Carlos Rodon – 4.2 IP, 6 H, 4 ER, 2 BB, 3 K. Just another example of how bad the rookie Rodon can be when he isn’t commanding and controlling his pitches well. He now has 7 starts this season where he has allowed 4 runs or more, and he has 3 starts where he hasn’t allowed a run at all. It bears repeating, I wouldn’t trust him in redraft leagues this season.
Evan Longoria – 3 for 5, 1 HR, 1 RBI, 2 R, 1 K. Longo turned in a nice game with his 12th HR of the season. He’s swinging a better bat as of late, but it’s going to be close as to whether or not he cracks the 20 HR mark for the 7th time in 8 seasons.
Erasmo Ramirez – 6 IP, 6 H, 5 ER, 2 BB, 2 K. Ramirez wasn’t sharp on Wednesday against the White Sox and he’s now been showing some regression over the last 3 starts. He should be able to show some sort of reversal in a nice matchup against the Braves next. He’ll take a 3.83 ERA and 1.09 WHIP into that start.
Brad Boxberger – 0.1 IP, 1 H, 1 ER, 3 BB with the L. Boxberger couldn’t keep the game tied on Wednesday and he ended up being charged with his 7th loss of the season. For a closer, 7 losses is quite a lot and we still have about 2 months left. However, Boxberger has been doing a sufficient job as the Rays closer and is 27 of 29 in save opportunities with a 3.07 ERA and 1.36 WHIP, and he should continue to see save opportunities — but Jake McGee will be hot on Boxerger’s trail should he falter any further.
Nelson Cruz – 2 for 5, 2 R, 1, SB, 1 BB, 1 K. Cruz’ homer streak ended at 5 games, but he kept his multi-hit streak alive at 6 games and his overall hitting streak is now at 16 games. En fuego.
Taijuan Walker – 7.1 IP, 5 H, 3 ER, 3 BB, 5 K. After Walker held the Twins to 1 run and 1 hit in a complete game in his previous start, Walker came to Coors Field and was quality. It wasn’t a supper dazzling effort, but for his first time ever at Coors Field, it should be considered quite a success. These last two starts are encouraging signs after he endured a 4-start stretch of mediocrity. He’ll look to keep things going in his next start against the Orioles.
Fernando Rodney – 0.1 IP, 2 H, 2 ER, 2 BB with the BS. It was Carson Smith who relieved Taijuan Walker to act as the setup man in the 8th inning with a 2-run lead. However, Rodney came in for the save in the 9th and promptly blew it. There’s no doubting that Smith is the better reliever of the two, but he just hasn’t been that sharp lately. Luckily for Smith, Rodney has just been abysmal all season long and isn’t doing anything when given the opportunity. I would expect Smith to be back out there for the next save opportunity.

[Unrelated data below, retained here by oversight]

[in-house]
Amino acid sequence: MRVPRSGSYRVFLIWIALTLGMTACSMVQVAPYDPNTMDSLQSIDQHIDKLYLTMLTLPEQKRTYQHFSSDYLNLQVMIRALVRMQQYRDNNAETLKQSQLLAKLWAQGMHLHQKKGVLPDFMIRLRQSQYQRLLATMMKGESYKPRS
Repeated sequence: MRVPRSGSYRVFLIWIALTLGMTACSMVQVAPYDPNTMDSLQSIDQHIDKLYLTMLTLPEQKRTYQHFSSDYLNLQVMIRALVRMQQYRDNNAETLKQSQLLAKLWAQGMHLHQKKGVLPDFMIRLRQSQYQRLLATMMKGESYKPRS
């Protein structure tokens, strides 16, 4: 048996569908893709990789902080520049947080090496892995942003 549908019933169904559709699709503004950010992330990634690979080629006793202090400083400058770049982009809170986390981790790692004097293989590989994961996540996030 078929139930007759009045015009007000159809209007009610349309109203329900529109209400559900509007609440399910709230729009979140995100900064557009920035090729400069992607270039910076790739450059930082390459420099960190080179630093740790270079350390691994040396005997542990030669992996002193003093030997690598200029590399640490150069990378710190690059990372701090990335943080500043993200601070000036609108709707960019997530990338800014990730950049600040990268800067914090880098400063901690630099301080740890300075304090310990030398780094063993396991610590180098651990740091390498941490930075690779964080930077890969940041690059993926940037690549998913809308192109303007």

Carlos Gonzalez – 2 for 5, 1 HR, 3 RBI, 1 R, 1 K. It had been a week since CarGo homered last, during that amazing stretch that he had, but he got back at it on Wednesday and is looking very strong. He’s up to 22 HR on the season.
Chris Davis – 2 for 4, 1 HR, 4 RBI, 2 R, 1 BB, 2 K. Davis hit his 28th HR of the season and got his RBI total up to 79 to take over the AL lead. He’s not hitting for a good average at just .248, but his power output has been great and he’s looking a bit like the 2013 version of himself.
Danny Salazar – 6 IP, 3 H, 1 ER, 2 BB, 7 K. Salazar is looking pretty good as of late and now has a 3.38 ERA, 1.08 WHIP, and 136 K/33 BB in 119.1 IP. Things got rocky for a bit, but Salazar’s true talent is shining through and he is surely a pitcher on the rise and could take a bigger step forward in 2016.
A.J. Pollock – 3 for 6, 1 RBI, 1 R, 1 SB. Pollock doing what Pollock does — contributing all across the board. I love him.
Paul Goldschmidt – 3 for 5, 1 RBI, 1 R, 2 SB, 1 BB. Goldschmidt swiped two bags on Wednesday to establish a new career high of 19. With his next SB, he will become the first member of the 20 HR/20 SB club this season and he’s barely off pace for a 30 HR/30 SB season. I’ve been saying that a case could be made for him to be the #1 pick in fantasy drafts next season and this is why.
Welington Castillo – 2 for 4, 1 HR, 3 RBI, 1 R, 1 BB, 2 K. Castillo stayed hot on Wednesday to hit his 6th HR in the last 8 games. The Diamondbacks catcher has 20 HR power and at 13 HR right now, he’s going to have a shot for 20 this season. Who knew that would be possible after beginning the season as the backup to Miguel Montero in Chicago, then being traded to be the backup to Mike Zunino in Seattle for a brief time, and then being traded to Arizona who then signed Jarrod Saltalamacchia to split time with him. Grab him while he’s hot.